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Windows 10 in Raspberry Pi 2, MinnowBoard Max, Arduino and Intel Galileo - REM

Windows 10 in Raspberry Pi 2, MinnowBoard Max, Arduino and Intel Galileo - REM | Digital Learning Ideas | Scoop.it
Microsoft has been working hard behind the promotion and the development of the Windows 10. This time the company has ensured that there are no stones left unturned and there has to be a maximum re...

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BBC Bitesize - Home

BBC Bitesize - Home | Digital Learning Ideas | Scoop.it
Learning resources for adults, children, parents and teachers: find videos and audio clips by level, subject and topic
Sample Student's insight:

For all curriculum areas. The BBC Bitesize site is aligned with the UK curriculum, but is easily translated to the Australian Curriculum. It has a range of interactives, tests and checks. I would never recommend that you sit your students down in front of a computer and expect it to teach them. You need to consider your pedagogy, where and when these ideas are sound... and how to use them to augment what you do in your classroom. But as a set of resources and ideas to stimulate your creativity they are comprehensive.

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Picture Bundaberg | Bundaberg Regional Libraries

Picture Bundaberg | Bundaberg Regional Libraries | Digital Learning Ideas | Scoop.it
Sample Student's insight:

History discipline area - consider your local library, also the national and state library collections. Comparing images across the eras supports great analysis of social, demographic, economic changes. Ask students to embed images in timelines, and add their own images taken on field trips to historic areas... in this case through the main street of Bundaberg. It would be interesting to ask students to create a personalised Google map with comparison images across 100 years of history.

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Paperbark woman: Aboriginal and Torres Strait Islander fashion design

Paperbark woman: Aboriginal and Torres Strait Islander fashion design | Digital Learning Ideas | Scoop.it

Searching museums, in this case the Powerhouse Museum can lead to teaching and learning materials collected and curated as online displays for a variety of curriculum purposes. I have scooped three of these ideas as illustration.

Sample Student's insight:

Searching museums, in this case the Powerhouse Museum can lead to teaching and learning materials collected and curated as online displays for a variety of curriculum purposes. I have scooped three of these ideas as illustration.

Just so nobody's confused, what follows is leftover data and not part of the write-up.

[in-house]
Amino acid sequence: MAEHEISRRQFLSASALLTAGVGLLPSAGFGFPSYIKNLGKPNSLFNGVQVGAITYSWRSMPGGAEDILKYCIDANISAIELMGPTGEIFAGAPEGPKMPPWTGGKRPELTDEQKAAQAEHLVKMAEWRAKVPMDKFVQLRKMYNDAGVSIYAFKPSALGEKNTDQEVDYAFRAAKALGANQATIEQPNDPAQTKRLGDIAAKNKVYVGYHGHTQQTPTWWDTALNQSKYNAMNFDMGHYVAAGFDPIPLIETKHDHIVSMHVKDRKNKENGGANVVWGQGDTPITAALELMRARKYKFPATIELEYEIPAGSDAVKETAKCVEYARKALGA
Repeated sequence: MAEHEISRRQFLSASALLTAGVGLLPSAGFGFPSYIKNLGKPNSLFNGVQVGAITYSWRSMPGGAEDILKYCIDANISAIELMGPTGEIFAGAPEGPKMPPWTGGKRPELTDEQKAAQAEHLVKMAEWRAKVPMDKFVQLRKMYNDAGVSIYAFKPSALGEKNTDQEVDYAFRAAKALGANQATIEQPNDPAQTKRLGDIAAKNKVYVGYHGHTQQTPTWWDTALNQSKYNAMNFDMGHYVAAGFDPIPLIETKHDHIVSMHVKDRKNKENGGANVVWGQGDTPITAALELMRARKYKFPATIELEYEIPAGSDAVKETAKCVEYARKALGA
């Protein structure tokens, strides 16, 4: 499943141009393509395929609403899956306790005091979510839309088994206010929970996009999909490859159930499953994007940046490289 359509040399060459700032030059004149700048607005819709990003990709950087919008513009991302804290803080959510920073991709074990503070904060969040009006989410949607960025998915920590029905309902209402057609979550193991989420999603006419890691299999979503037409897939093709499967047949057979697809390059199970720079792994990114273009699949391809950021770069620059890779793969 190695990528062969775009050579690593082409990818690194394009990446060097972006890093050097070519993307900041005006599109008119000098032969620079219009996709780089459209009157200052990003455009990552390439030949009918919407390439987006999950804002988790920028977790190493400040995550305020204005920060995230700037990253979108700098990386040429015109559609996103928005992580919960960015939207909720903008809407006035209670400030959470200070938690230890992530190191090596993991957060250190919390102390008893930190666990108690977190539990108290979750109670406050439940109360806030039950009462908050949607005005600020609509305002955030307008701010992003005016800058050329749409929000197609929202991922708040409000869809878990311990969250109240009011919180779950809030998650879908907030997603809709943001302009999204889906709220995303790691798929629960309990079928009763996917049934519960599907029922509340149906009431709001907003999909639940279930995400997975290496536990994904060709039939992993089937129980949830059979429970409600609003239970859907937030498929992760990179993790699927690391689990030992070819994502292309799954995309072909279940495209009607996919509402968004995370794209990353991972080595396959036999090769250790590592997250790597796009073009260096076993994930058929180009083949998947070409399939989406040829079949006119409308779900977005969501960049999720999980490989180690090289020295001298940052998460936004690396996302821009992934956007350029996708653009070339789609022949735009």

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Sample Student's comment, May 5, 9:04 PM
Searching museums, in this case the Powerhouse Museum can lead to teaching and learning materials collected and curated as online displays for a variety of curriculum purposes. I have scooped three of these ideas as illustration.
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Textiel arts of Central Asia

Textiel arts of Central Asia | Digital Learning Ideas | Scoop.it
Sample Student's insight:

Searching museums, in this case the Powerhouse Museum can lead to teaching and learning materials collected and curated as online displays for a variety of curriculum purposes. I have scooped three of these ideas as illustration.

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Sample Student's comment, May 5, 9:04 PM
Searching museums, in this case the Powerhouse Museum can lead to teaching and learning materials collected and curated as online displays for a variety of curriculum purposes. I have scooped three of these ideas as illustration.
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25 states now require computer science for high school graduation - Education Dive

25 states now require computer science for high school graduation - Education Dive | Digital Learning Ideas | Scoop.it

"As computer science skills like coding become increasingly relevant in the job market, a number of states and districts are making moves to set students up for success. 

 

Today, 25 states require students to take a computer science course in order to graduate from high school — more than double the number with such a requirement in 2013.

 

Additionally, a large number of districts are weaving coding instruction into early learning curriculum, impacting students as young as kindergarten. "


Via John Evans
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James Schreier's curator insight, April 28, 8:59 AM

It is fascinating that almost 50 years ago,  many university business school required flowcharting and programming -- then many dropped or changed requirements.  A couple generations missed these skills -- now coming back with a roar!

Dennis Danielson's curator insight, May 6, 7:30 PM

25 and counting....

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Online Resources ~ 3D Printing Librarian

Online Resources ~ 3D Printing Librarian | Digital Learning Ideas | Scoop.it

"These blogs and websites will keep you up to date with 3D printing news and trends.